Mapping of the European Research Infrastructure Landscape (MERIL)

Publié le 21 février 2013, par Thérèse Hameau

What is MERIL ?

The MERIL portal gives access to an inventory of the most excellent research infrastructures (RIs) of ’more-than-national’ relevance in Europe across all scientific domains, including the humanities and social sciences. It aims to be a user-friendly resource for information commonly needed by researchers seeking access to an infrastructure and by policy-makers analysing the current status of research infrastructures in Europe. The database will be continuously updated with RIs that meet the criteria for inclusion (see below).

RIs included in the database have been evaluated through a national or European process on the basis of commonly agreed criteria and recognised as being of the highest standards and relevance to research in Europe. Inclusion in the database is thus a label of quality.

Each research infrastructure in the database is described in a standard format, with a limited amount of core information and a web link to each individual research infrastructure.


The Research Infrastructure Information Base in Europe | décembre 2013
Summary of the Roundtable Debate of 6 November 2013, Brussels

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3. Coda
Peter Tindemans summarised the main lines of convergence in the following way.

  • There is a need to communicate the importance of research infrastructures to the outside world. Despite the good work of ESFRI and others, there is a great deal of work to be done, at national and European level, to convince people that RIs in all their variety are an essential part of the scientific enterprise and of the transformation of scientific results into use in society. RIs have to be understood as embedded in the whole science and innovation framework and as part of a rapidly evolving ecosystem.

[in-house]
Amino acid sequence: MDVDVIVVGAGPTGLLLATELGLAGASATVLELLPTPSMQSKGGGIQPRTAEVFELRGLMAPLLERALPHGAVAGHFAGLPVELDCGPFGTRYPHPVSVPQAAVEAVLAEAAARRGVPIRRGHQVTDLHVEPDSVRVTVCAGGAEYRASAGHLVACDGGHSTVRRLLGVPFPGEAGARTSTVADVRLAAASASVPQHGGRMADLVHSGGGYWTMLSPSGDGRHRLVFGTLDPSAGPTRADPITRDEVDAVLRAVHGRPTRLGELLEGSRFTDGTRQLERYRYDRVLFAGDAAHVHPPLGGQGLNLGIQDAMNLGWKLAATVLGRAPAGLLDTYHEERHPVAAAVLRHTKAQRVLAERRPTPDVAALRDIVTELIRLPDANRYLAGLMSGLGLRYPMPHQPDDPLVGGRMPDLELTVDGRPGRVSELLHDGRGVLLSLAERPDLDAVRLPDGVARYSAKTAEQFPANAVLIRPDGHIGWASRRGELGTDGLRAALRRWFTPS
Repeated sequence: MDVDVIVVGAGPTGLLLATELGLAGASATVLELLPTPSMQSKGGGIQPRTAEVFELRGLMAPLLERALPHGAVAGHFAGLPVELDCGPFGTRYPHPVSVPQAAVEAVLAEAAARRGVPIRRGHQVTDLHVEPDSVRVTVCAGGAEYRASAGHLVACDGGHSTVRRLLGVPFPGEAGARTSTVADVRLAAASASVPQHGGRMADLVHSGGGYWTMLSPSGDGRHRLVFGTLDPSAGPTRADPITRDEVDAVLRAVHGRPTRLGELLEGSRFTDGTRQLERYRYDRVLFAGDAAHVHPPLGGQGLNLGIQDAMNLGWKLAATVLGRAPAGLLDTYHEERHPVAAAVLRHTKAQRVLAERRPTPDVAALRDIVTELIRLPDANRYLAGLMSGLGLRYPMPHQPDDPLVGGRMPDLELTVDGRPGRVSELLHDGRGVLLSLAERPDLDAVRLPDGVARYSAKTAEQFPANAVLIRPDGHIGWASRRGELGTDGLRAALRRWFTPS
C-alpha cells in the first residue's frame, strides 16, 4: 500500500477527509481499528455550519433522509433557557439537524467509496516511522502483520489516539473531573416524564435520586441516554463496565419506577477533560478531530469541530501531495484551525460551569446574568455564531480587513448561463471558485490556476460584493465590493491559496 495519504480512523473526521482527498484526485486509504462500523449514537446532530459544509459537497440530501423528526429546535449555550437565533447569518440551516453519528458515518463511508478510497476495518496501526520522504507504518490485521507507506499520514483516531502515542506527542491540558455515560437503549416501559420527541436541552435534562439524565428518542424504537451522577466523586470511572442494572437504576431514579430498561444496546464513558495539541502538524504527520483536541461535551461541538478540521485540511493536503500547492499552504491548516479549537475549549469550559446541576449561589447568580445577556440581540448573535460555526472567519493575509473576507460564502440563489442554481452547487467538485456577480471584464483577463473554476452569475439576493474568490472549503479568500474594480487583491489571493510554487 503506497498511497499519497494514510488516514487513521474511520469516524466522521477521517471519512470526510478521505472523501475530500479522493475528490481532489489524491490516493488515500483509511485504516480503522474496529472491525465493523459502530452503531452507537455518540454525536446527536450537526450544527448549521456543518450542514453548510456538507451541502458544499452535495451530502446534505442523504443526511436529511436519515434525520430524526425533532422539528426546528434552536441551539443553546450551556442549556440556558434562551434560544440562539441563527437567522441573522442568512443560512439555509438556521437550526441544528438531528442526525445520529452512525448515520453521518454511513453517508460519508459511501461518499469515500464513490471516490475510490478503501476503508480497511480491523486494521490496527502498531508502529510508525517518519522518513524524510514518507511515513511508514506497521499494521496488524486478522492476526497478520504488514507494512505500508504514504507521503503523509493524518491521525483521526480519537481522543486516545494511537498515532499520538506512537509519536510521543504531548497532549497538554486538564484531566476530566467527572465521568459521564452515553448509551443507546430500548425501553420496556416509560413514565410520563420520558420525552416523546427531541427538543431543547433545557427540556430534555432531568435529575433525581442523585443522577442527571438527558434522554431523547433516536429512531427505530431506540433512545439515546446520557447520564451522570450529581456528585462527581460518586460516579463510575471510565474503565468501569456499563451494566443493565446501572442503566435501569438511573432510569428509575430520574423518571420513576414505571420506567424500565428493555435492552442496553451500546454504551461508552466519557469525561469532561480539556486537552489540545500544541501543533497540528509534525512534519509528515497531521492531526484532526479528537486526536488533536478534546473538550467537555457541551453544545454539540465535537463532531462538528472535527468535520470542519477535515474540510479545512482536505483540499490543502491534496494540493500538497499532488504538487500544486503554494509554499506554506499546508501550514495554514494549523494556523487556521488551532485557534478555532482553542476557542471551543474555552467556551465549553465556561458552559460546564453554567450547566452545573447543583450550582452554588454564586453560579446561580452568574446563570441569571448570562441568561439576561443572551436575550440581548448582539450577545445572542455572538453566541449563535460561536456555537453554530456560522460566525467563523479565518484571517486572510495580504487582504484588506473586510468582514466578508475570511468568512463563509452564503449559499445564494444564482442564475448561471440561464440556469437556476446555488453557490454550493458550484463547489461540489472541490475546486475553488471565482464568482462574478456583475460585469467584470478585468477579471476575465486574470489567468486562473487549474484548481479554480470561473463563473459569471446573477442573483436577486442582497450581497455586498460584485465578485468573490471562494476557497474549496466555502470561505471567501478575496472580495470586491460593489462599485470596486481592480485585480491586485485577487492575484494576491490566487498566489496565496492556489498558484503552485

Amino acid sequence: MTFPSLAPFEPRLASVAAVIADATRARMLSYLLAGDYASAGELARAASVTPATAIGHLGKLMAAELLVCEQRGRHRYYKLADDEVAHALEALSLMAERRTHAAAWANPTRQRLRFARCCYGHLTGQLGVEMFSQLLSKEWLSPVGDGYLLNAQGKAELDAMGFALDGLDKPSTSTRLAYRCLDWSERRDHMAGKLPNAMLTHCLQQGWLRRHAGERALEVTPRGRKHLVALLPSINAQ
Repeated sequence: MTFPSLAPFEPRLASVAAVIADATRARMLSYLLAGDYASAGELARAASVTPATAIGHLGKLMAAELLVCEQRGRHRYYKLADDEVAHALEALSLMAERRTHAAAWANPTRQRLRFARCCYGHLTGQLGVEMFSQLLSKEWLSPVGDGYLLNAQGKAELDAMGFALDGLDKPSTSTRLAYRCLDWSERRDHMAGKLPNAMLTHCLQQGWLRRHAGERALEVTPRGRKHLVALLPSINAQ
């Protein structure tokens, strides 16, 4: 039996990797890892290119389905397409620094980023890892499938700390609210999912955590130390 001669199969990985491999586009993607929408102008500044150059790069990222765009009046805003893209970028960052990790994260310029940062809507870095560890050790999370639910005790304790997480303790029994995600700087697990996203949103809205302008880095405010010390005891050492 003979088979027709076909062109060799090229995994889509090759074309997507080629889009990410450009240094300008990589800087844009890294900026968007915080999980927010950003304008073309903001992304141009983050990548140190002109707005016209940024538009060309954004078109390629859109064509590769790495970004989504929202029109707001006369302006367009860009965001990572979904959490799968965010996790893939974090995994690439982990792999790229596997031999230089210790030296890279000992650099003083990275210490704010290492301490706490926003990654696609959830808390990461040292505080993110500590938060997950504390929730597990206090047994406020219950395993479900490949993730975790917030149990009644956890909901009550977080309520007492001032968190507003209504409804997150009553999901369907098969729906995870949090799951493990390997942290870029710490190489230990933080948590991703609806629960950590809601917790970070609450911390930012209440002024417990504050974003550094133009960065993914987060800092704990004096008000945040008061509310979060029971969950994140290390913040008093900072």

• It’s easy to make the case for engagement with industry ; the question is how to do it. We have to start experimenting with industrial engagement, especially with SMEs. We need to collect information and examples of good practice – how can research infrastructures work more closely with industry. This may require that RIs adopt different modes of operation, introduce new financial schemes and support mechanisms, provide more room for routine activities to facilitate industrial users.
  • Europe has been doing a lot in research infrastructure strategy over the past ten years and it shows. Europe is leading the way on digital RIs and RI governance and its leadership has a wider importance. Through science diplomacy, RIs and Europe can widen their horizons and increase their possibilities.
  • MERIL is an important development, but it will have to think carefully about how best to serve the needs of its targeted user communities, and whether it can serve them all. Some but not all scientific communities will use MERIL to identify facilities and resources available in other countries, but it’s important not to fall into a trap of just listing equipment. Especially valuable for industry would be informati on on access conditions, on how to use the services/equipment, and on the support offered to use RIs, e.g. from funding agencies. Information on the expertise available would be invaluable. Policy makers are clearly an important audience, but information has to be made digestible for them. MERIL can be a tool for policy makers to learn about the variety of RIs and the evolution in the nature of RIs towards data-based, digital RIs. MERIL should aim to analyse and explain the meaning and importance of the data. MERIL will need a lot of work to maintain, update and enrich the data and facilitate its use by industry. This will require the commitment from all stakeholders, but primarily from its users.

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